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Denverites stepping in to help migrant families as city resources are stretched thin

"It's just heartbreaking. You know, they just want to work, they want to be part of society."
Migrant Families
Posted at 5:30 PM, Nov 28, 2023
and last updated 2023-12-01 12:12:30-05

DENVER — The migrant crisis in Denver is growing, with hundreds of people from Central and South America arriving each week. But as city resources are being stretched thin, Denverites are volunteering their time to help wherever they can.

The latest data from the city shows 68 people arrived from south of the border Tuesday — a decrease from the 97 who arrived a day prior. Those figures may not seem like much, but in all, Denver has welcomed more than 28,000 migrants since the beginning of the year.
The influx of people needing support is putting a strain on local resources, but some community members in Denver are now stepping up to help.
“It’s heartbreaking. You know, I was out here at 26th and Zuni two weeks ago, and I was shocked coming now just... to see how much it's grown. And just how many more people are outside,” said Jessica Kulp, who has been helping newly arrived migrant families. “These are our new Denver residents here, they're leaving situations that are not great for them.”

She said help is being organized through local Facebook groups, such as, Highlands Moms & Neighbors - Venezuelan Migrant Support, that are connecting families with housing, donations and other resources.

On Tuesday, Kulp arrived at a hotel in Denver, located near Zuni and Speer, that has been operating as a shelter to help the Tafor family move into temporary housing.

"A family in Central Park has graciously offered their basement. A lot of families are doing that, you know, space that they otherwise wouldn't be using," she said.

Denver7 spoke with Pedro Tafor, a newly arrived migrant who received the temporary housing help. Tafor said the difficult situation in Venezuela is what is forcing thousands of families to flee.

"We feel obligated to leave the country, because there's not enough food, the salary is not enough," he said in Spanish. "I'm very grateful here in Denver, I have no words."

Denverites stepping in to help migrant families as city resources are stretched thin

Jon Ewing, with the City of Denver's Human Services Department, said right now, only about 20-25% of migrants qualify for work permits. He said the city is asking for help at the federal level in order to change that.

"We have no tolerance for children on the streets, we don't want to see that. I know the mayor doesn't want to see that. So we're doing everything we can to get them into better situations," said Ewing.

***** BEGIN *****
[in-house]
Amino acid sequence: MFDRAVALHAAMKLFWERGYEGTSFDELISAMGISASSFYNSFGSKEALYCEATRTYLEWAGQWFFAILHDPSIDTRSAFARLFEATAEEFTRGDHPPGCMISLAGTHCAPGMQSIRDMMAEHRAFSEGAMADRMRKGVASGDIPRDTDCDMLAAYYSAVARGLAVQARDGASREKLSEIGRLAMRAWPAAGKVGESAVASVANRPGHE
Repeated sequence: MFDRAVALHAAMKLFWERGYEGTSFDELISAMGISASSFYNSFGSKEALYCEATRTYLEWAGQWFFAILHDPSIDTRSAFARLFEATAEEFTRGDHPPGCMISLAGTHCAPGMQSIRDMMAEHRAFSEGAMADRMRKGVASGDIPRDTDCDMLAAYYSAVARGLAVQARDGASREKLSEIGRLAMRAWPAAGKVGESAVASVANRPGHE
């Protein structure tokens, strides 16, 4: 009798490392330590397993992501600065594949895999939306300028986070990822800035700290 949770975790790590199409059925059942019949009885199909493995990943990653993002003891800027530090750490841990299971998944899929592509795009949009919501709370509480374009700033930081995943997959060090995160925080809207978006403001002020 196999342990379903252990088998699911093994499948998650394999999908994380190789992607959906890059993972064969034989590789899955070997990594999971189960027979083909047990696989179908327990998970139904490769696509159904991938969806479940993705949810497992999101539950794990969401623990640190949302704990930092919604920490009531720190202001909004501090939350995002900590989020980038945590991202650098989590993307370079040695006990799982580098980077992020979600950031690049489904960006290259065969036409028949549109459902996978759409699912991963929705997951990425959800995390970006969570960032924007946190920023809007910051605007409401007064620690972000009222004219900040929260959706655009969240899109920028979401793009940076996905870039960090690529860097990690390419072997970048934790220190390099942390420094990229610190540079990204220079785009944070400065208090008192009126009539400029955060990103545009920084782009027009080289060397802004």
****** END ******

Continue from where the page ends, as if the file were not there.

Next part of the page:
In early November, Denver Mayor Mike Johnston, along with the mayors of Chicago, Houston, Los Angeles and New York, sent a letter to President Joe Biden asking for federal help to manage the surge of migrants that are arriving.

"That's why we are pushing. That's why Mayor Johnston wrote that letter to the White House. It's why he traveled to D.C. and said, 'We need to expand this, we need more money.' We absolutely need to expand who can get a job in this country," added Ewing.

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Ewing said there are a few ways that people can obtain a work permit to be lawfully able to work in the U.S. if they are not citizens. One such way would be to request a work permit as an asylum seeker, which only applies to people who have been here for about five or six months.

"Even the White House can't change that — that's a congressional order, you have to have congressional approval to change that," he said. "So that's a long time — five, six months that you can't lawfully work."

He said another way migrants can obtain work permits in Colorado is if the person requesting the work permit was part of a group that received a 'Temporary Protected Status.'

Ewing said Venezuelans who arrived in the U.S. prior to July 31 would qualify for that, and would be able to apply for work authorization.

"They all want to work, they want to work legally, they want to be here just like we are, we need to be helping them more with that," added Kulp. "And that's why we're trying to...—our main objective was getting them warm gear to start off with. And now we're trying to connect them with work permits, we're trying to connect them with work, so they can get their own housing, (so) they can send their children to school, (so) they can learn English, (so) they can start to assimilate into our society and just be Denverites — like the rest of us."

If you’d like to help as the city responds to this migrant crisis, you can do so with donations — either material or monetary. If opting for the former, the city is asking for the following items:

  • Socks (new/unopened only)
  • Bras - small/medium/large
  • Women’s clothing - small/medium/large
  • Men’s clothing - small/medium
  • Winter hats - gender neutral and kids/one size fits all
  • Winter gloves - men's, women's and kids/small and medium sizes
  • Scarves - various sizes
  • Closed toed or winter shoes for children
  • Closed toed or winter shoes for women sizes 4, 5, 6 and 7.

Those items can be dropped off at the following two locations:

  • Community Ministry, 1755 S Zuni St Denver, CO 80223 from Monday through Thursday from 8 a.m. to noon. Please call ahead to ask about any specific instructions for drop-off.
  • Para Ti Mujer, 150 Sheridan Blvd. Suite 200 in Lakewood on Mondays, Wednesdays and Fridays, from 9 a.m. to 3 p.m. Please call ahead to ask about any specific instructions for drop-off.

If you want to donate money, you can donate to the Newcomers Fund.

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